According to Gawker, its offices along with at least two other New York media companies are under special protection of the New York Police Department, after all three outlets republished Charlie Hebdo covers depicting Muhammed.
On January 7, the Paris magazine Charlie Hebdo came under attack by gunmen who killed 12 people, presumably in response to controversial cartoons it published depicting the Islamic prophet Muhammed. Some Islamic teachings explicitly forbid pictorial representations of Muhammed. Furthermore, Charlie Hebdo’s illustrations often mocked Islam — along with every other religion on the planet.
An officer stationed outside Gawker told the outlet that the department was not acting on any specific threats made against media companies. Nor did the officer state whether the department had only offered protection to outlets that republished the Charlie Hebdo cartoons.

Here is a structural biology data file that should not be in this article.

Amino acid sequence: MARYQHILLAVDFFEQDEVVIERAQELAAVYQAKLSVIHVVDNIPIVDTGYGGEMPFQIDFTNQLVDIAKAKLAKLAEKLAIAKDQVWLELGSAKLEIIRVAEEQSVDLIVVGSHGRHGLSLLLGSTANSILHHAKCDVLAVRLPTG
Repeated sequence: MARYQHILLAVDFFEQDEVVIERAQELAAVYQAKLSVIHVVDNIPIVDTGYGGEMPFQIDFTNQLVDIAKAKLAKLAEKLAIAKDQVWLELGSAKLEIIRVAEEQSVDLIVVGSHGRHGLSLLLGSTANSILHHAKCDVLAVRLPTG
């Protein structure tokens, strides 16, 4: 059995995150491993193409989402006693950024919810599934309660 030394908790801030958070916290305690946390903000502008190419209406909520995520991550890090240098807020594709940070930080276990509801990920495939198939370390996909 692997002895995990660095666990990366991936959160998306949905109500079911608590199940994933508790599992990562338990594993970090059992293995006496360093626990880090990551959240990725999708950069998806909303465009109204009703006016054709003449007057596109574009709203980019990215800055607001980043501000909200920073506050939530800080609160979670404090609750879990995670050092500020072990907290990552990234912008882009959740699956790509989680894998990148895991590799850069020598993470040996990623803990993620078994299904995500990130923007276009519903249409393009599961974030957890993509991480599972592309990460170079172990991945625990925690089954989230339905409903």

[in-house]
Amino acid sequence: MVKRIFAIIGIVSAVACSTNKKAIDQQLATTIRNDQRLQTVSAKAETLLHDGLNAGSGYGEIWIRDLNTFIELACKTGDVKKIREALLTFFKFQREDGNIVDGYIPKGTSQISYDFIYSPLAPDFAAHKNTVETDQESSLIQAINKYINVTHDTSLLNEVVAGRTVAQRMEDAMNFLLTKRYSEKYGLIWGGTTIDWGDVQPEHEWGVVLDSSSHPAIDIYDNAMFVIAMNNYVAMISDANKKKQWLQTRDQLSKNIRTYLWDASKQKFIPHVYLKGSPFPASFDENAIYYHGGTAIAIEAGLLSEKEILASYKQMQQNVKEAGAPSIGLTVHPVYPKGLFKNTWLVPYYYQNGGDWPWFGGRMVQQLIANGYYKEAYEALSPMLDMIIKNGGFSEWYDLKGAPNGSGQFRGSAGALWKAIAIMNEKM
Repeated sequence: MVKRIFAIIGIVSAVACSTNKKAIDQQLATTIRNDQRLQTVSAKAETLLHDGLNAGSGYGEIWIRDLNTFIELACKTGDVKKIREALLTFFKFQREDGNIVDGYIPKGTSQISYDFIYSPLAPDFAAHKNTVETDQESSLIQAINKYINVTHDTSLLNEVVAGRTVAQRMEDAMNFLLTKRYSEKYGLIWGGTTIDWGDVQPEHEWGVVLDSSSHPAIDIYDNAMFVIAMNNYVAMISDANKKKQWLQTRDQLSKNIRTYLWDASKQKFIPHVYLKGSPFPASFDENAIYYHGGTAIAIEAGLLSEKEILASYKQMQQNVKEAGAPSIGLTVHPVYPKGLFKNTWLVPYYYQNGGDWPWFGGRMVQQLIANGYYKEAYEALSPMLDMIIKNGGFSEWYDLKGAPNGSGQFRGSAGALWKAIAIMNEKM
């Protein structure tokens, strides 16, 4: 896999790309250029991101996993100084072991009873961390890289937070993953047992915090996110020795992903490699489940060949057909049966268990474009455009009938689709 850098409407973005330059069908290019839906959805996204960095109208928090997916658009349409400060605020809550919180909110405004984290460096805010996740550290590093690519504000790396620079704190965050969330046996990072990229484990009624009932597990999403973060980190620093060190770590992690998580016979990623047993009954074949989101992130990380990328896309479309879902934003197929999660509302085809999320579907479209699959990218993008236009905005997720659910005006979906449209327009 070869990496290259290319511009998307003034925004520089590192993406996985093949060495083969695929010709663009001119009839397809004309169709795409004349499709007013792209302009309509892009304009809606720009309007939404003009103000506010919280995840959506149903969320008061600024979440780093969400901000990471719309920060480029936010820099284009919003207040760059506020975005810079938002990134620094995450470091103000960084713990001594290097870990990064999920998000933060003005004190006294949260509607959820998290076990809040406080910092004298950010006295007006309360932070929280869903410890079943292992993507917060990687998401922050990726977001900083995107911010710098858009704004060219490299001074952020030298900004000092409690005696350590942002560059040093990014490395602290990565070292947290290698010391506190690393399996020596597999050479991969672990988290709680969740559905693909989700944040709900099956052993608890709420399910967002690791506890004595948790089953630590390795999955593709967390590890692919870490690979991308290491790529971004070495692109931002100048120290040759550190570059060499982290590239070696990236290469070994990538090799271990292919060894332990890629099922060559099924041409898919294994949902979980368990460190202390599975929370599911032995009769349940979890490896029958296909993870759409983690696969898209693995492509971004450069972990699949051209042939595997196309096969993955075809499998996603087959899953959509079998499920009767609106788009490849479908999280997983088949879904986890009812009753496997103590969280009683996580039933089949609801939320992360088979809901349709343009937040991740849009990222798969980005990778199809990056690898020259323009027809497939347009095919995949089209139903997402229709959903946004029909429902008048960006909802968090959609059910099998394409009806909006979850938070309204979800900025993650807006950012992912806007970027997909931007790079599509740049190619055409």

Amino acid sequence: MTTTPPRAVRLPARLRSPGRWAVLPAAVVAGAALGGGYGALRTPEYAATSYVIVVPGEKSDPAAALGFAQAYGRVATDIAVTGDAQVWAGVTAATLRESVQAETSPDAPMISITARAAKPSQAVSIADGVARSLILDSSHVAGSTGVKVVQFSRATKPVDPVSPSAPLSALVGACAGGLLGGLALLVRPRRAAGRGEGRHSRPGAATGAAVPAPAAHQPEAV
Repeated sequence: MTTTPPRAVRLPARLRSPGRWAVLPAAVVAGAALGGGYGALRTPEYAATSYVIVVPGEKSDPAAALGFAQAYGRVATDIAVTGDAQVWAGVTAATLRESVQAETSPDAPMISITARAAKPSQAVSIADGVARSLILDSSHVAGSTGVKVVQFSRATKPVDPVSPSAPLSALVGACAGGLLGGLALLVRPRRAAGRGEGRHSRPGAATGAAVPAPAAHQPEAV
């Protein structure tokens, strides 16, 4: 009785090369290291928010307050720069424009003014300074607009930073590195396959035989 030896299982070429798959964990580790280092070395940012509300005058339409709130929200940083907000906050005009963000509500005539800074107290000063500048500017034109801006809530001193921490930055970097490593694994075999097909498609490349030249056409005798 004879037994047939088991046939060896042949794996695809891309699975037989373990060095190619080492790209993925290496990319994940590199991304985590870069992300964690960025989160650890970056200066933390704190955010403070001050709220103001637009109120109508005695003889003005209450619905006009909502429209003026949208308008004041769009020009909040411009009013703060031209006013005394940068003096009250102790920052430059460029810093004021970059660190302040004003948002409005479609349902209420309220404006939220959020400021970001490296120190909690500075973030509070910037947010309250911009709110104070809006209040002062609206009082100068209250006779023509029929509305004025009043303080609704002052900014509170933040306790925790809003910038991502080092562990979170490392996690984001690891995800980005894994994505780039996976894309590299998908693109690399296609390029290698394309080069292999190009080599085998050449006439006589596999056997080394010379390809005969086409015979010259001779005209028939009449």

While the presence of New York cops isn’t always a friendly sight for all residents, it’s heartening to see the department devote resources to protecting a news outlet’s right to free speech. And nobody wants to see an organization of any kind fall victim to kind of horrific attack that befell Charlie Hebdo earlier this month.
This isn’t the first time the NYPD ramped up security outside Gawker’s offices. In 2012, increased police protection was provided after then-staffer John Cook published a public document revealing the names of New Yorkers licensed to own a handgun. Nor was that the only time a connection was drawn between American gun enthusiasts and Islamic terrorists.